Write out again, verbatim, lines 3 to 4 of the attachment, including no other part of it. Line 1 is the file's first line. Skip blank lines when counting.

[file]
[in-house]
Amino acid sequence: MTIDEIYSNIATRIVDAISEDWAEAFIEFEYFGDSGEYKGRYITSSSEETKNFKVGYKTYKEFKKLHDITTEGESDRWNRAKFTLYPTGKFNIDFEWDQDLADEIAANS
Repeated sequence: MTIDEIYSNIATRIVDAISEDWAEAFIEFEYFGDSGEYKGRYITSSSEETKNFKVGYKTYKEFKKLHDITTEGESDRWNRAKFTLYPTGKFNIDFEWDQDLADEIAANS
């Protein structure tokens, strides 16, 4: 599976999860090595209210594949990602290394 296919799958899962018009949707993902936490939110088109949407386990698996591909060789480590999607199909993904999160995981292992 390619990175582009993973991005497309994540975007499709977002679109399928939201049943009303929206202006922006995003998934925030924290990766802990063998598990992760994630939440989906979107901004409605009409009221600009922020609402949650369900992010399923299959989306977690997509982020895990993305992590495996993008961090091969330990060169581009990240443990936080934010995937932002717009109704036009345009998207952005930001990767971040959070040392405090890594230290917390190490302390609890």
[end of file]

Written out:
Repeated sequence: MTIDEIYSNIATRIVDAISEDWAEAFIEFEYFGDSGEYKGRYITSSSEETKNFKVGYKTYKEFKKLHDITTEGESDRWNRAKFTLYPTGKFNIDFEWDQDLADEIAANS
């Protein structure tokens, strides 16, 4: 599976999860090595209210594949990602290394 296919799958899962018009949707993902936490939110088109949407386990698996591909060789480590999607199909993904999160995981292992 390619990175582009993973991005497309994540975007499709977002679109399928939201049943009303929206202006922006995003998934925030924290990766802990063998598990992760994630939440989906979107901004409605009409009221600009922020609402949650369900992010399923299959989306977690997509982020895990993305992590495996993008961090091969330990060169581009990240443990936080934010995937932002717009109704036009345009998207952005930001990767971040959070040392405090890594230290917390190490302390609890």